* A well-loved, classic tale of adventure * Read this and you'll find yourself recommending it to friends again and again This is the story of Barbara and Larry Savage's sometimes dangerous, often zany, but ultimately rewarding 23,000 miles global bicycle odyssey, which took them through 25 countries in two years. Miles From Nowhere is an adventure not to be missed! Along the way, these near-neophyte cyclists encountered warm-hearted strangers eager to share food and shelter, bicycle-hating drivers who shoved them off the road, various wild animals (including a roof ape and an attack camel), sacred cows, rock-throwing Egyptians, overprotective Thai policeman, motherly New Zealanders, meteorological disasters, bodily indignities, and great personal joys. The stress of traveling together constantly for two years tested and ultimately strengthened the young couple's relationship. As their trip ends you'll find yourself yearning for Barbara and Larry to mount back up and keep pedaling. It's a story that makes you feel like you've grown right along with the author.
Author: Anne Mendelson
Publisher: Alfred a Knopf Incorporated
Guide to milk that includes a culinary history, the dietary applications of both fresh milk and fermented milk products, and the development of the modern dairy industry.
Road to Valor
Author: Aili McConnon, Andres McConnon
Road to Valor is the inspiring, against-the-odds story of Gino Bartali, the cyclist who made the greatest comeback in Tour de France history and secretly aided the Italian resistance during World War II. Gino Bartali is best known as an Italian cycling legend: the man who not only won the Tour de France twice, but also holds the record for the longest time span between victories. During the ten years that separated his hard-won triumphs, his actions, both on and off the racecourse, ensured him a permanent place in Italian hearts and minds. In Road to Valor, Aili and Andres McConnon chronicle Bartali’s journey, starting in impoverished rural Tuscany where a scrawny, mischievous boy painstakingly saves his money to buy a bicycle and before long, is racking up wins throughout the country. At the age of 24, he stuns the world by winning the Tour de France and becomes an international sports icon. But Mussolini’s Fascists try to hijack his victory for propaganda purposes, derailing Bartali’s career, and as the Nazis occupy Italy, Bartali undertakes secret and dangerous activities to help those being targeted. He shelters a family of Jews in an apartment he financed with his cycling winnings and is able to smuggle counterfeit identity documents hidden in his bicycle past Fascist and Nazi checkpoints because the soldiers recognize him as a national hero in training. After the grueling wartime years, Bartali fights to rebuild his career as Italy emerges from the rubble. In 1948, the stakes are raised when midway through the Tour de France, an assassination attempt in Rome sparks nationwide political protests and riots. Despite numerous setbacks and a legendary snowstorm in the Alps, the chain-smoking, Chianti-loving, 34-year-old underdog comes back and wins the most difficult endurance competition on earth. Bartali’s inspiring performance helps unite his fractured homeland and restore pride and spirit to a country still reeling from war and despair. Set in Italy and France against the turbulent backdrop of an unforgiving sport and threatening politics, Road to Valor is the breathtaking account of one man’s unsung heroism and his resilience in the face of adversity. Based on nearly ten years of research in Italy, France, and Israel, including interviews with Bartali’s family, former teammates, a Holocaust survivor Bartali saved, and many others, Road to Valor is the first book ever written about Bartali in English and the only book written in any language to fully explore the scope of Bartali’s wartime work. An epic tale of courage, comeback, and redemption, it is the untold story of one of the greatest athletes of the twentieth century.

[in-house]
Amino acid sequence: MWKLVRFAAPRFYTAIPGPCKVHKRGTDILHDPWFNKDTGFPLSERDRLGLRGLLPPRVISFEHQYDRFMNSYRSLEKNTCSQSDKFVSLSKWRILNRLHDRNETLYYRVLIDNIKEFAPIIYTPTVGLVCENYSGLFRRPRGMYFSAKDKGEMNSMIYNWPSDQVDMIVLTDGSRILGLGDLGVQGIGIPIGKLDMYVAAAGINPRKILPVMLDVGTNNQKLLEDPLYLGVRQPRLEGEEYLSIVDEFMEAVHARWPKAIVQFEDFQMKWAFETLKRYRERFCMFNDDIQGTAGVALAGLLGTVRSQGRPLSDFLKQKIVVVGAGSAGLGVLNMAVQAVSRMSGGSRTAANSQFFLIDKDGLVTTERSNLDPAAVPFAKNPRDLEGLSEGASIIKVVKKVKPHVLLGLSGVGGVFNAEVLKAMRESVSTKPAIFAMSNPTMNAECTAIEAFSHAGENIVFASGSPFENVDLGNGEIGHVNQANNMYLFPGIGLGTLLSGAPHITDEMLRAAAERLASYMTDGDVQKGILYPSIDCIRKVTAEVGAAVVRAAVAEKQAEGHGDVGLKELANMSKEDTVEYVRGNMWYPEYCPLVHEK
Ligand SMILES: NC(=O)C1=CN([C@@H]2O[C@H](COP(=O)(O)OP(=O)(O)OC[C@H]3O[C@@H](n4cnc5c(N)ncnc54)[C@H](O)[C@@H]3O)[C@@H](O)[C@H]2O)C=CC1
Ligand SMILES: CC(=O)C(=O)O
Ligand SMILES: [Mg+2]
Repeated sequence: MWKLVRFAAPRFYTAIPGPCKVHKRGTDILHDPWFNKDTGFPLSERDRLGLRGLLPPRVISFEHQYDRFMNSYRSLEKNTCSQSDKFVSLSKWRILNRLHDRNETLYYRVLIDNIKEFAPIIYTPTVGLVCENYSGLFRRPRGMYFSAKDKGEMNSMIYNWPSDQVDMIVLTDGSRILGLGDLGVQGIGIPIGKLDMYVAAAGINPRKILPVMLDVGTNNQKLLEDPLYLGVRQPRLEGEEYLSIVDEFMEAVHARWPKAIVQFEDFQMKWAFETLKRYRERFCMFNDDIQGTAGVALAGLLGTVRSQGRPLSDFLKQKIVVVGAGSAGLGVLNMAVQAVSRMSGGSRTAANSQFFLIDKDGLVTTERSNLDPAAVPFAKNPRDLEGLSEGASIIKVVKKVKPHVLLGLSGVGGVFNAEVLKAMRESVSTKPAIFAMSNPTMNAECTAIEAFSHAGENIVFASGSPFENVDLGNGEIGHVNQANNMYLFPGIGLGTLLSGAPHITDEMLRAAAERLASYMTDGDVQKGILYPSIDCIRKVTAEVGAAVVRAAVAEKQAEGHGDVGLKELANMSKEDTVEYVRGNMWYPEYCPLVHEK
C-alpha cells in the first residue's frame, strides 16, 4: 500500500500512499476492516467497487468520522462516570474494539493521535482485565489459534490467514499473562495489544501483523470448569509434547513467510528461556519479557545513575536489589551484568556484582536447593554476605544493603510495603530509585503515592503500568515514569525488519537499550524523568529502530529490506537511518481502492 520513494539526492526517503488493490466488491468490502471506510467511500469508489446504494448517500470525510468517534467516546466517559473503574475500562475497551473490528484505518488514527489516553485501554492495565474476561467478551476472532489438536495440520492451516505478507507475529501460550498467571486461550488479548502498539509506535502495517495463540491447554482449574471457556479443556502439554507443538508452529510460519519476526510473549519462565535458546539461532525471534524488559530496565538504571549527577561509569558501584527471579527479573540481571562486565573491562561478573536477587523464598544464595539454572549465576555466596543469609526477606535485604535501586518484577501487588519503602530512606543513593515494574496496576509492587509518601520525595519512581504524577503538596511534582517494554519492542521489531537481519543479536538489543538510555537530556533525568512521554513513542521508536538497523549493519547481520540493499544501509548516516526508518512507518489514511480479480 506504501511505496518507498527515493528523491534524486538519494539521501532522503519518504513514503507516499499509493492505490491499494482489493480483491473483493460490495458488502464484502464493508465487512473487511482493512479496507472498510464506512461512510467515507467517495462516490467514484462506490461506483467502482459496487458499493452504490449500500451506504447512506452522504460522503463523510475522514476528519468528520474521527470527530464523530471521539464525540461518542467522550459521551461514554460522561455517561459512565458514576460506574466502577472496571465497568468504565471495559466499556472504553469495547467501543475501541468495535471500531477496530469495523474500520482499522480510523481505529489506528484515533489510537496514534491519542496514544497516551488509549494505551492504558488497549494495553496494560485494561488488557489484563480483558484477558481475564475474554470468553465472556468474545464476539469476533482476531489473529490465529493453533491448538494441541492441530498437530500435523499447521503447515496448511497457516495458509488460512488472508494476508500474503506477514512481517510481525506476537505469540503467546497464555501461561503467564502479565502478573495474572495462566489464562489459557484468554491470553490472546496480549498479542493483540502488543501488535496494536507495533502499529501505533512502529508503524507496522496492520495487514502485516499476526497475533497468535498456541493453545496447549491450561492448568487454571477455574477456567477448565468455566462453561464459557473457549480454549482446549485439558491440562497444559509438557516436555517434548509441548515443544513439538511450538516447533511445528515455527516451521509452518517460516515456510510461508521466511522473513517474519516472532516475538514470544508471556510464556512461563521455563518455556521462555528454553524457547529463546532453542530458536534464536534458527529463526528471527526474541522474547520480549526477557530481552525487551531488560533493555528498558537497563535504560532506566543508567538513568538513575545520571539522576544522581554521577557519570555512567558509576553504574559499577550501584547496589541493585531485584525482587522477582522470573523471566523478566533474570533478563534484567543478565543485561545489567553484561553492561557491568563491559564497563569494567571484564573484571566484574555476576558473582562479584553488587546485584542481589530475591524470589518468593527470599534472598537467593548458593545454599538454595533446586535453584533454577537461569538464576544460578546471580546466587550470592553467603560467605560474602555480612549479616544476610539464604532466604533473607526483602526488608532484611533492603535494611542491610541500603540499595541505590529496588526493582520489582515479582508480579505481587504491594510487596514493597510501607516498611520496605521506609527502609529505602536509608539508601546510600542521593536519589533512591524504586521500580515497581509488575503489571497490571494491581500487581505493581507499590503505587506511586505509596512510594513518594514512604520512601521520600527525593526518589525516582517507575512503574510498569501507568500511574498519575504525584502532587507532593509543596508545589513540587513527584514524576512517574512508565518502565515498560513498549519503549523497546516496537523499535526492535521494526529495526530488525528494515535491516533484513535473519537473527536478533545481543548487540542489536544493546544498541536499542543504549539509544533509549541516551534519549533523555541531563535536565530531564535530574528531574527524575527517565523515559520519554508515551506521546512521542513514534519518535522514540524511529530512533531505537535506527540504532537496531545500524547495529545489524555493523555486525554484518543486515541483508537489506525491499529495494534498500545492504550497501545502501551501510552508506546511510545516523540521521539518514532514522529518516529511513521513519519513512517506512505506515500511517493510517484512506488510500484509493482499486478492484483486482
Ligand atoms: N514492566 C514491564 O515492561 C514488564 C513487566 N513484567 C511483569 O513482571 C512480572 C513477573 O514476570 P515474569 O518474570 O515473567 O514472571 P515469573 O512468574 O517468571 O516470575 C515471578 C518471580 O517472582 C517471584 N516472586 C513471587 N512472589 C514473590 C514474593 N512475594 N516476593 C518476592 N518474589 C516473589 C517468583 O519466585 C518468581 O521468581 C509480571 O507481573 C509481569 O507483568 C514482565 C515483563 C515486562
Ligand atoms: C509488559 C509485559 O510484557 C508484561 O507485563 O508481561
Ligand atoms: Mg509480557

Author: Sarah S. Kilborne
Publisher: Simon and Schuster